A huge congratulations to our very own Sam Sampson for taking bronze at the Cypriot National Championships after a long day of tough fights.
Entering the tough -81kg filed with 18 opponents, this is a great result after many months of hard work.
JUBILANT judo player Sam Sampson was celebrating on Saturday after earning a battling bronze medal at the Cyprus National Judo Championships.
Sam, a “judoka” who trains at Sobell Judo Club, which is based at the Sobell Leisure Centre in Holloway, was part of a tough -81kg category featuring 18 rivals, each vying for the national title at the Lefkotheo Stadium in Nicosia.
The action was intense from the off with Sam beating the third ranked judoka in Cyprus, Anastasis Charalambous, in his opening fight, before losing to Cyprus’s number two Aristos Michael in his second outing.
However, the defeat only spurred Sam on, as he won his next two fights to earn “a proud” place on the winners’ podium.
Afterwards he revealed that judo runs in his blood. Sam’s efforts at the national championships mean that he has followed in the footsteps of his father in officially qualifying for the Cypriot National Judo team.
“It feels great to win a bronze medal,” said the 23-year-old. "Aside from being proud to represent my heritage, our club also has a bit of a history with Cypriot judo that has always inspired me. My father, Sampson Sampson, had a hand in coaching some of their national team and eventually went on to represent them himself.
“So, I’ve grown up around stories of Cypriot athletes who competed at the highest level and used our dojo at the Sobell Centre as their home away from home. For me, I feel very humbled to take my first steps into joining their ranks and creating my own versions of these stories. Of course, I still have a long way to go, but it is exciting to have started opening these doors.”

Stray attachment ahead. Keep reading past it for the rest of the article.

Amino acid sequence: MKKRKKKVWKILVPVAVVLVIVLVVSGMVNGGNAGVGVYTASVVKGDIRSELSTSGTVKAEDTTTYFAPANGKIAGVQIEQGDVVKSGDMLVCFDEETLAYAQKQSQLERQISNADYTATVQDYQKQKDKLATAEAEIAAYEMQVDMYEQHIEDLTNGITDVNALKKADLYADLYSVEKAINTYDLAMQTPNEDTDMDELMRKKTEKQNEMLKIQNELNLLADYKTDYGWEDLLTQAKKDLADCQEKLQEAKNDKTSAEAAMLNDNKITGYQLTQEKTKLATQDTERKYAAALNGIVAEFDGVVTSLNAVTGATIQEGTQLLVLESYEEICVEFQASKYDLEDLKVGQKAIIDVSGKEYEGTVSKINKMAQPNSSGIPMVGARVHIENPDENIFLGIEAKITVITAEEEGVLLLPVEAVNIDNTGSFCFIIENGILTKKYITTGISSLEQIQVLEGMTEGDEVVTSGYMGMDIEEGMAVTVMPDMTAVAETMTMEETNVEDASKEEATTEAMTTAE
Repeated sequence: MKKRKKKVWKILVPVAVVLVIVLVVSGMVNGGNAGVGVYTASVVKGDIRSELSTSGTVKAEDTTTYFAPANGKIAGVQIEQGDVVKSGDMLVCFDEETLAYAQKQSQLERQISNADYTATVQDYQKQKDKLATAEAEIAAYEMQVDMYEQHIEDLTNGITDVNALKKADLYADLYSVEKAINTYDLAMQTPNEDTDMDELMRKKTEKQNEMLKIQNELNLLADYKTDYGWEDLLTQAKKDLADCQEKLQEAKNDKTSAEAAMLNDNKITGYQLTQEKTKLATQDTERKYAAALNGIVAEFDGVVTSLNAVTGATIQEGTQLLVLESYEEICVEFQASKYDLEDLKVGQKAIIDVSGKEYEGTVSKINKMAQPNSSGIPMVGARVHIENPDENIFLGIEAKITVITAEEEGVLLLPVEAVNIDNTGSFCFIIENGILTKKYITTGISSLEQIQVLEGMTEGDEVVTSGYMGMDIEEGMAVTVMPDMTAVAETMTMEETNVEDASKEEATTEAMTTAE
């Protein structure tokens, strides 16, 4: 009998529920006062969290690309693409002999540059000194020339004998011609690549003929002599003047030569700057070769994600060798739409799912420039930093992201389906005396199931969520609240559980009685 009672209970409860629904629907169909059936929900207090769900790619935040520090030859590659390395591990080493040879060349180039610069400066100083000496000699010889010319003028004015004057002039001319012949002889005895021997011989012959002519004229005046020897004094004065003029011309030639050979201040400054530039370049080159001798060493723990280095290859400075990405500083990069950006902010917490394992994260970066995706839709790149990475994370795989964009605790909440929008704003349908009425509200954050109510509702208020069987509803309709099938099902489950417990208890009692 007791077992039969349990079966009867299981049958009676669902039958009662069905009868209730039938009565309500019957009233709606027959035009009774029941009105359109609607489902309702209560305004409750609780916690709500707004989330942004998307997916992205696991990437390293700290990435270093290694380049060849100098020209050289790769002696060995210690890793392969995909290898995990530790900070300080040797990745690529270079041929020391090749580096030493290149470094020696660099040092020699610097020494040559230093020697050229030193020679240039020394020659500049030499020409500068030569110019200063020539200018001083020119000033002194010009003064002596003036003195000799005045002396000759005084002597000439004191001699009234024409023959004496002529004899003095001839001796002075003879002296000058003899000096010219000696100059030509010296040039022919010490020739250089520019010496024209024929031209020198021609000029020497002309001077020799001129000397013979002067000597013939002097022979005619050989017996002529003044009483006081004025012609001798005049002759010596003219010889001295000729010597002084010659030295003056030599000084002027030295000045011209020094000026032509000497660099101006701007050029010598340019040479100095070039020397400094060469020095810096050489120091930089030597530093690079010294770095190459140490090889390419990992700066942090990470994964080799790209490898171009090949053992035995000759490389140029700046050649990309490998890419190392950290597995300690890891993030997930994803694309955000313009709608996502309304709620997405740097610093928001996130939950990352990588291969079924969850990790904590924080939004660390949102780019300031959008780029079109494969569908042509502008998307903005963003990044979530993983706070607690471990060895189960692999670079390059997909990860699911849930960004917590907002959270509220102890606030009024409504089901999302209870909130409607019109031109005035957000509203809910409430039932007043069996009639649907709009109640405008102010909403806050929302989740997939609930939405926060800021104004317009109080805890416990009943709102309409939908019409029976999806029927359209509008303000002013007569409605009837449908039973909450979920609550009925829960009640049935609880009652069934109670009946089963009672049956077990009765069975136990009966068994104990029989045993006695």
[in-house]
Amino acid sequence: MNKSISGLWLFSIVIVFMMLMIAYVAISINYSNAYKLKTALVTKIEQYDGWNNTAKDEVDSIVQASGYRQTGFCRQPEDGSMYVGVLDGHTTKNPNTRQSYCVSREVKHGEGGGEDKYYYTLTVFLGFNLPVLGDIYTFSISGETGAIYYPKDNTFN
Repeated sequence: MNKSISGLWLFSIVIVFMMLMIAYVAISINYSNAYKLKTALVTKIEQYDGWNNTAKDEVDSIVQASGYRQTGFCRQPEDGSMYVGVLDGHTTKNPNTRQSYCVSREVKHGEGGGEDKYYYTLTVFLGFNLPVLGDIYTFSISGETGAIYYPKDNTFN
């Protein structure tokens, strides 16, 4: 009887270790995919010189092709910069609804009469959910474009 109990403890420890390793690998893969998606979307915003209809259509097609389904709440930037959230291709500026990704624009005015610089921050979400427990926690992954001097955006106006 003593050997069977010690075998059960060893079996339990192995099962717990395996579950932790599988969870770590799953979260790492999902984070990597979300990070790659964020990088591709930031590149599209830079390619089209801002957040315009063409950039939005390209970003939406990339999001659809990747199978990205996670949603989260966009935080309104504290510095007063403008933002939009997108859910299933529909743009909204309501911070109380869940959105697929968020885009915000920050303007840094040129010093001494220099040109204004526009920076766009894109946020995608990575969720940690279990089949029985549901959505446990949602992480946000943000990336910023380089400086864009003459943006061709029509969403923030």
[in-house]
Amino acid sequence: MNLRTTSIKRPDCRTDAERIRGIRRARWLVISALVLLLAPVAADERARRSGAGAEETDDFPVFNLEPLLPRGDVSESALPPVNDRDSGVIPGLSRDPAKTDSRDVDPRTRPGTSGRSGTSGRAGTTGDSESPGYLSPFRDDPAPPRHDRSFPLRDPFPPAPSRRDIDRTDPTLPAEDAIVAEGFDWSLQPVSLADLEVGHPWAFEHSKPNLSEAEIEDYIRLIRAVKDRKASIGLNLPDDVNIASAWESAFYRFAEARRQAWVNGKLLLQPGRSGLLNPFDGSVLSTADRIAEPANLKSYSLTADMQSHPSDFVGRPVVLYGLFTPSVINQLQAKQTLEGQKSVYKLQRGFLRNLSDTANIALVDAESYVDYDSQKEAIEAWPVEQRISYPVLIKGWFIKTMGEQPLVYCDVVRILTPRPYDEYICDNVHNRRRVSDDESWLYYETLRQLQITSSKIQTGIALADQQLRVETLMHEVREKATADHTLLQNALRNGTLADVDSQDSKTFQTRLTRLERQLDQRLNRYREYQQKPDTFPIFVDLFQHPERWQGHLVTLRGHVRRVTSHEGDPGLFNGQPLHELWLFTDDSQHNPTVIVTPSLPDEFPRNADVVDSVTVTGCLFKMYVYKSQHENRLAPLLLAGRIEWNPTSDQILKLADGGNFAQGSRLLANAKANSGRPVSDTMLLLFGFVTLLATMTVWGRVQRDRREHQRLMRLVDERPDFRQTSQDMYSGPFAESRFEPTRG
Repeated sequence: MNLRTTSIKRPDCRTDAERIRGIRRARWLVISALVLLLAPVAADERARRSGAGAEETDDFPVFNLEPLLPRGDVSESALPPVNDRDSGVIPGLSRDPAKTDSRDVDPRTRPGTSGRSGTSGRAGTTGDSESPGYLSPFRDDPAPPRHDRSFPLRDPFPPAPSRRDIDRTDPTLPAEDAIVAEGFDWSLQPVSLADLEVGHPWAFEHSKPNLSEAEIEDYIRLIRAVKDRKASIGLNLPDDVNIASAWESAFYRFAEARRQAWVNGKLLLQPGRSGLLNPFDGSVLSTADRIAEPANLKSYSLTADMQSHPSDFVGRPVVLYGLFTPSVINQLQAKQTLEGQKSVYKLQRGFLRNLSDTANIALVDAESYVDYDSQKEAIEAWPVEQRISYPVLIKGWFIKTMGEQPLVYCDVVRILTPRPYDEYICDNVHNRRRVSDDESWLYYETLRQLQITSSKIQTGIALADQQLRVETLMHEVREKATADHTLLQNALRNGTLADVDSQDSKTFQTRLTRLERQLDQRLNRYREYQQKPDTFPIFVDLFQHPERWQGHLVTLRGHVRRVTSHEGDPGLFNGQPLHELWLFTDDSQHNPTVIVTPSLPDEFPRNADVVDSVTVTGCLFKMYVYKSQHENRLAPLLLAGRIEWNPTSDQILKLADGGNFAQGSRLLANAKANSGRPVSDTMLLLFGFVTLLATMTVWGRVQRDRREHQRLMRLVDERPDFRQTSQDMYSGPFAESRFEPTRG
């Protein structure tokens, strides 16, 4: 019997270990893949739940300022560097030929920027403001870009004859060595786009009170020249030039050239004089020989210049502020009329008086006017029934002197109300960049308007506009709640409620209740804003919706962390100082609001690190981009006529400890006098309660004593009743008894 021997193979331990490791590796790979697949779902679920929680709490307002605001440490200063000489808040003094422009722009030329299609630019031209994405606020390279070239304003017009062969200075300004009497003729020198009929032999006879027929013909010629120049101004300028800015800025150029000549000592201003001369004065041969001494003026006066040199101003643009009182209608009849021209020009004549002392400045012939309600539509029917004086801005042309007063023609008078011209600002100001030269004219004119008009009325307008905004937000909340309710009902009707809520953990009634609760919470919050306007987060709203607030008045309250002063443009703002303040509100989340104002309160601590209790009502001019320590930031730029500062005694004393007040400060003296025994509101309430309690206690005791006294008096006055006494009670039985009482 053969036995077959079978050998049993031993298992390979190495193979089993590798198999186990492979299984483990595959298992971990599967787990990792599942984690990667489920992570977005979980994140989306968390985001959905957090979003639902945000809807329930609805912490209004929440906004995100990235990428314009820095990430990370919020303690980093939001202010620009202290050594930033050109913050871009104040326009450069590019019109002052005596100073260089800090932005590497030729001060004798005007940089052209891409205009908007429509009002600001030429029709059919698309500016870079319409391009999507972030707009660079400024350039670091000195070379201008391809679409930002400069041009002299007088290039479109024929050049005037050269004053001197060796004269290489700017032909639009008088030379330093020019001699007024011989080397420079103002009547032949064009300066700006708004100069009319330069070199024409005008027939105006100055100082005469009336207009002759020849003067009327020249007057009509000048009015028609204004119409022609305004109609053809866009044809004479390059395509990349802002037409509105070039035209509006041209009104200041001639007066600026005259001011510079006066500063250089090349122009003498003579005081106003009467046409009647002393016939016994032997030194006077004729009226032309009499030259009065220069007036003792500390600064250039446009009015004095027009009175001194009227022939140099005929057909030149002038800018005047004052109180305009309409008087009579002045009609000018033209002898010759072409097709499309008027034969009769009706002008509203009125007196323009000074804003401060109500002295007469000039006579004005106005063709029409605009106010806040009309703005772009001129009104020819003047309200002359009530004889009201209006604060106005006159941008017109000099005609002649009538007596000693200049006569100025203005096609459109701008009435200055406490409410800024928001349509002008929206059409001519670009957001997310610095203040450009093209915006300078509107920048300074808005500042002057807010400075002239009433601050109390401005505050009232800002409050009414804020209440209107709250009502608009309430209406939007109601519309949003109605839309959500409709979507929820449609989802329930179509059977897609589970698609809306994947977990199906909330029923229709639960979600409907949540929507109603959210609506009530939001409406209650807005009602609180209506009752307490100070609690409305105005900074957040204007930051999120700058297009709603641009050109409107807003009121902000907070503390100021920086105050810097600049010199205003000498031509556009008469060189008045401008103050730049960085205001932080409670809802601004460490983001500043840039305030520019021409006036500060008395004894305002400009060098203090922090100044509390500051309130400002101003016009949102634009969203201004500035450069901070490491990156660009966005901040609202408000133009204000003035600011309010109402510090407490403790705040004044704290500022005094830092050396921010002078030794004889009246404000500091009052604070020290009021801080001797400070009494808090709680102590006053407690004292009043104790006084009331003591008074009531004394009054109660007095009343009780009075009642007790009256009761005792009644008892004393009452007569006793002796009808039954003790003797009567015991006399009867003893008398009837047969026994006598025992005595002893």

Other Cypriots who have trained at the Sobell Judo Club include Ioannis Kouyialis, who represented Cyprus at the 1984 Los Angeles Olympics.
Sam, however, isn’t getting carried away by dreams of competing at the Olympics just yet.
“I’m ready to represent Cyprus whenever I get selected, but I’ve only just taken my very first steps at this level, so the immediate plan is to go back into training and fill in the gaps to ensure I am ready to take first place next year,” he added.
“I’m not a full-time athlete, which means I juggle my training alongside a full-time job. This is because it’s very difficult to make a living as a judo athlete, but this doesn’t bother me too much. I’ll create the best version of myself and take on whatever opportunities are presented to me, whether it be international competitions or the potentially the Olympics".
“In the end, my ultimate goal is simply to train, compete and just enjoy this beautiful martial art.”